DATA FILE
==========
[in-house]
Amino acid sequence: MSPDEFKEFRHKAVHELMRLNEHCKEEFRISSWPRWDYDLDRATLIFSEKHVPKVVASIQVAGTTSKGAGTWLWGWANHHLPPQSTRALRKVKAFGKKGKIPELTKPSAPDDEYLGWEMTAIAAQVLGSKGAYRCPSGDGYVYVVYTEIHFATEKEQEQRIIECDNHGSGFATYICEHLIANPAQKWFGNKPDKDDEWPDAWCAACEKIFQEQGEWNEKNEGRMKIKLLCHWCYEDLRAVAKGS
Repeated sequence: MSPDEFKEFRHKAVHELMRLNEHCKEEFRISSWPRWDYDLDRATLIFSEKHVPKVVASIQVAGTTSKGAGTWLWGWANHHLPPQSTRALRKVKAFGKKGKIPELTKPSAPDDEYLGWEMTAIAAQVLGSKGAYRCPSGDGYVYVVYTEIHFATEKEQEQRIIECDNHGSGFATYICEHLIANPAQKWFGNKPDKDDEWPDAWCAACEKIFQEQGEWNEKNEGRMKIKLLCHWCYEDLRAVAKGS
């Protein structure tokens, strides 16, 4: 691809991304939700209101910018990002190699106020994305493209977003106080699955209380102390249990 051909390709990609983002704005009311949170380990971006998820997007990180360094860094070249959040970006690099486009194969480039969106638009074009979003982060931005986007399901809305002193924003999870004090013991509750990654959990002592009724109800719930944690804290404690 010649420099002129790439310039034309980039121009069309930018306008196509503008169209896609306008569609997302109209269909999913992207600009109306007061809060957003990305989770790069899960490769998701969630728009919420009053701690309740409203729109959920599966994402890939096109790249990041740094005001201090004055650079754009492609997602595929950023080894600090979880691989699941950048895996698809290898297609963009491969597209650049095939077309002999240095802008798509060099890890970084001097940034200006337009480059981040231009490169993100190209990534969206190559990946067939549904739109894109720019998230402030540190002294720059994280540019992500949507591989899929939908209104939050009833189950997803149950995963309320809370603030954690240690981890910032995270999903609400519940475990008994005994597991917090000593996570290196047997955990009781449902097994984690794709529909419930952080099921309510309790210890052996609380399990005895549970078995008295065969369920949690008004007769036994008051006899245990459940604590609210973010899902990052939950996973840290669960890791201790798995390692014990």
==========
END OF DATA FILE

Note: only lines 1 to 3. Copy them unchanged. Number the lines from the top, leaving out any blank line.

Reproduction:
[in-house]
Amino acid sequence: MSPDEFKEFRHKAVHELMRLNEHCKEEFRISSWPRWDYDLDRATLIFSEKHVPKVVASIQVAGTTSKGAGTWLWGWANHHLPPQSTRALRKVKAFGKKGKIPELTKPSAPDDEYLGWEMTAIAAQVLGSKGAYRCPSGDGYVYVVYTEIHFATEKEQEQRIIECDNHGSGFATYICEHLIANPAQKWFGNKPDKDDEWPDAWCAACEKIFQEQGEWNEKNEGRMKIKLLCHWCYEDLRAVAKGS
Repeated sequence: MSPDEFKEFRHKAVHELMRLNEHCKEEFRISSWPRWDYDLDRATLIFSEKHVPKVVASIQVAGTTSKGAGTWLWGWANHHLPPQSTRALRKVKAFGKKGKIPELTKPSAPDDEYLGWEMTAIAAQVLGSKGAYRCPSGDGYVYVVYTEIHFATEKEQEQRIIECDNHGSGFATYICEHLIANPAQKWFGNKPDKDDEWPDAWCAACEKIFQEQGEWNEKNEGRMKIKLLCHWCYEDLRAVAKGS